The feet should be low to the ground during the stride so that the shoulders stay level and the pitcher maintains his balance. This length of the stride should be 80-90% of the pitcher’s height, though some pitchers prefer to take a longer stride. As with most things in pitching, pitchers must play with variations of moves until they find what works best for them and their rhythm.
As the foot is moving forward through the stride, the pitching arm moves back and down, to begin the circular motion preceding the release. The arm will start nearly straight, but never locked out, at about a 45 degree angle from the ground. The arm moves back and up until it is parallel to the ground. This is just about when the striding leg hits the ground.
To step successfully, the striding leg should land facing the catcher. This means that the hips do open directly to the target and the toes are pointing to the catcher. At this point, the pitching arm will be near the top of the swing.
The glove arm moves in front and stays about at shoulder height while the pitching arm is making its circular motion. This helps the pitcher get a wider stance, helps him balance, and gives him additional momentum during the pitch.
The striding foot should land in a deep lunge, with the thigh almost parallel to the ground. The back foot drags along the ground to keep the pitcher from leaping in the air, which is illegal. At no time can the pitcher be completely off the ground, so the back foot must drag against the ground.
Some pitchers find it hard to keep their back foot on the ground because of the momentum they have during the pitch. To keep the pitcher grounded, coaches should watch pitchers to make sure they are not pitching too high. This includes the knee bend when the striding foot hits the ground and the level of the shoulders during the pitch. If pitchers cannot keep their back foot on the ground, they should deepen their landing.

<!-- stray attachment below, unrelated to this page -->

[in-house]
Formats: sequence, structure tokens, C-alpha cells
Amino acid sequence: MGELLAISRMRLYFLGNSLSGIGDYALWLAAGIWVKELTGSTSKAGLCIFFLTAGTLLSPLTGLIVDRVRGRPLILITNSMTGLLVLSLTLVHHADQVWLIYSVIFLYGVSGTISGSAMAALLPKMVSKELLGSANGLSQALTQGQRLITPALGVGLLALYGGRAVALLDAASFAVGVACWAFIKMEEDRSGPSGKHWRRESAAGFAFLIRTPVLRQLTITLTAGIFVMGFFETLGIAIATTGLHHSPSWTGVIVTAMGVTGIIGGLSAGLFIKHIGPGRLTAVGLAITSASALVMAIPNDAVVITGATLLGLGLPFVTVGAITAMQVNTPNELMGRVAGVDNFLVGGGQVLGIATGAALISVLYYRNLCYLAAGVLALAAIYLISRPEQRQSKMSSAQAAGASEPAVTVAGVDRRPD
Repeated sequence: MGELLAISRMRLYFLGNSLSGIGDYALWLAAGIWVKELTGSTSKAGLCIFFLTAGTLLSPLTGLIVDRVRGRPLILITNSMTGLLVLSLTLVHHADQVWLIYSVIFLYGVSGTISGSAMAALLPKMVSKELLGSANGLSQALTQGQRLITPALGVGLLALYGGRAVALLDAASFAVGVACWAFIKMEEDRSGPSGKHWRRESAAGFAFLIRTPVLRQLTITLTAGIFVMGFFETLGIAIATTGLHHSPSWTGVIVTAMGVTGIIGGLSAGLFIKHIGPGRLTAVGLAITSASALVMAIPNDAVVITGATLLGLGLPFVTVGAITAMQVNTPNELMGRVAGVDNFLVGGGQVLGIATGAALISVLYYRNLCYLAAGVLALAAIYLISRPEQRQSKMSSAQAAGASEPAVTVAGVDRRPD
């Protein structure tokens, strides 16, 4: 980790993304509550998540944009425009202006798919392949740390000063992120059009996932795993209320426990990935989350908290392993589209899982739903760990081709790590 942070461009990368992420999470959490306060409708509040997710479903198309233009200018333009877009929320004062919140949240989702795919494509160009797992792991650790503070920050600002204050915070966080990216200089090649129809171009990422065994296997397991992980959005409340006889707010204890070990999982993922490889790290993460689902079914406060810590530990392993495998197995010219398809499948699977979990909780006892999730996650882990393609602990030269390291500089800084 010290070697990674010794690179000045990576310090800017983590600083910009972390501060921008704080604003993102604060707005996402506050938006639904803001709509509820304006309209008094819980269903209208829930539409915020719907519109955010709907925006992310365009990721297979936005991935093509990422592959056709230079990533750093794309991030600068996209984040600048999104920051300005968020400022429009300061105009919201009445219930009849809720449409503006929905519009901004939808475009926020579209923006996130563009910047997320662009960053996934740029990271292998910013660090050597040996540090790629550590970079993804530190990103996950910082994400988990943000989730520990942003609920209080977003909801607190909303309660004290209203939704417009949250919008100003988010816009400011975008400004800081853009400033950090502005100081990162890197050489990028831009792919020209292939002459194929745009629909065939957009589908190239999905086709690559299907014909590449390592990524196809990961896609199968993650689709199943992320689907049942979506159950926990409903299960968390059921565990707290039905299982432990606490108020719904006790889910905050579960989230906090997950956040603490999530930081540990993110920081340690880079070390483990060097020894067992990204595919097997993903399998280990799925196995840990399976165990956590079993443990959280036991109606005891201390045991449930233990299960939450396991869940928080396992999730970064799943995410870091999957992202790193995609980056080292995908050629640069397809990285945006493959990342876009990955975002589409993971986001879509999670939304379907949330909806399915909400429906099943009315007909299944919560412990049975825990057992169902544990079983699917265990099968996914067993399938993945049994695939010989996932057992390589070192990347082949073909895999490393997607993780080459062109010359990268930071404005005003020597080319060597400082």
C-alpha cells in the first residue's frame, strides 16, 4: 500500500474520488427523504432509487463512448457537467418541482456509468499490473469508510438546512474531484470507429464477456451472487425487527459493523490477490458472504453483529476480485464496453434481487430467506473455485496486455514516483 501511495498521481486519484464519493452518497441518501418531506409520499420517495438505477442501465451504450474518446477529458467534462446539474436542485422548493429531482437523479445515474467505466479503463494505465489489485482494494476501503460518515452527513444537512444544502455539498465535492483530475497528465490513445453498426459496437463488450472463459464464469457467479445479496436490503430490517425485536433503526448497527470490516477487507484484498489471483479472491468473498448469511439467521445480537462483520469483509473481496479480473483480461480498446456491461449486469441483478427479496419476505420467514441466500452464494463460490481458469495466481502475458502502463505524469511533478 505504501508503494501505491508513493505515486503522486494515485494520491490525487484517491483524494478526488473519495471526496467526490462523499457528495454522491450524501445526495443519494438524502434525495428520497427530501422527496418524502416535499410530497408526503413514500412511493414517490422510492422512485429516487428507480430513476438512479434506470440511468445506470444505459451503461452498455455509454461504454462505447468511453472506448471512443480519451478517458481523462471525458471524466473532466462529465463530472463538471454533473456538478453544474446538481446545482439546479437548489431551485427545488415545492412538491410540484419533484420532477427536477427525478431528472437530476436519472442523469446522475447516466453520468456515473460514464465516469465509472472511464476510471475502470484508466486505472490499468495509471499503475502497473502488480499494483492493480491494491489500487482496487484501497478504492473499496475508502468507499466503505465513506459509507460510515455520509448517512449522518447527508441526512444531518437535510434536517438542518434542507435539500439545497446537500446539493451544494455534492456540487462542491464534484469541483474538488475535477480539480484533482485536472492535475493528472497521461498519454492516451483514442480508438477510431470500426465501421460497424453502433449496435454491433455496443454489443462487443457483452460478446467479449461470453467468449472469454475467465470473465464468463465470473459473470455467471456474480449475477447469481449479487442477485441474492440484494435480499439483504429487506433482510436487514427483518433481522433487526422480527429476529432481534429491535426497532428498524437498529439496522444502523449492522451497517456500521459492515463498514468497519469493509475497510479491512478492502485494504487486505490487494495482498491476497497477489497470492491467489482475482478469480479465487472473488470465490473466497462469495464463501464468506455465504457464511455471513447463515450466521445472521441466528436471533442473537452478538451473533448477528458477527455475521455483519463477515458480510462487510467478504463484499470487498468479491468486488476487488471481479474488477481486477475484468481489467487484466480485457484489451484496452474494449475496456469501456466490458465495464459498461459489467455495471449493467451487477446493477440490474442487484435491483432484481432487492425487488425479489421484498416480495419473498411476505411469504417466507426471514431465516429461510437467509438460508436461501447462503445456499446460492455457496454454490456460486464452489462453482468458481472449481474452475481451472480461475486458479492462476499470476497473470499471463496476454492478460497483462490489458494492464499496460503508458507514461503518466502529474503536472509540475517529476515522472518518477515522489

Tip: If pitchers fall off the mound, this is probably due to the fact that they are digging too deep with their back leg. Driving too hard off the back leg will cause the arms to be behind the legs, forcing the pitcher off balance and leading to them falling off the mound.
Step 3: Release
As the striding foot hits the ground, the pitching arm is at its highest point in the circle. Until this point, the arm has been traveling back and up. It now turns over and begins moving forward, leading to the release. This turning over of the shoulder is where much of the pitch’s power comes from.
At the turnover, the pitching elbow leads the way with the hand following behind and slightly higher. When the pitching arm comes in line with the body, it is time to release the ball. The pitcher absolutely must flick the wrist to release the ball. Failure to release the ball through a wrist flick puts the player at risk for shoulder and elbow injuries. It also decreases velocity and makes the ball easier to hit.
The flick should come down and across the body as the pitcher finishes the circle. This is a natural motion that prevents injury and allows the elbow to break outside the shoulder, which until this point has not happened.
The entire sequence may seem like a lot to remember, but with consistent practice, your pitchers will retain it all as “muscle memory,” and won’t need to think about each movement independently.
Next step: for more free tips, drills, and coaching ideas, check out this free baseball drills video. Inside, I reveal the #1 drill I use almost every single practice (my players LOVE it – and it’s amazing how quickly they’re improving). Here’s the link to check it out: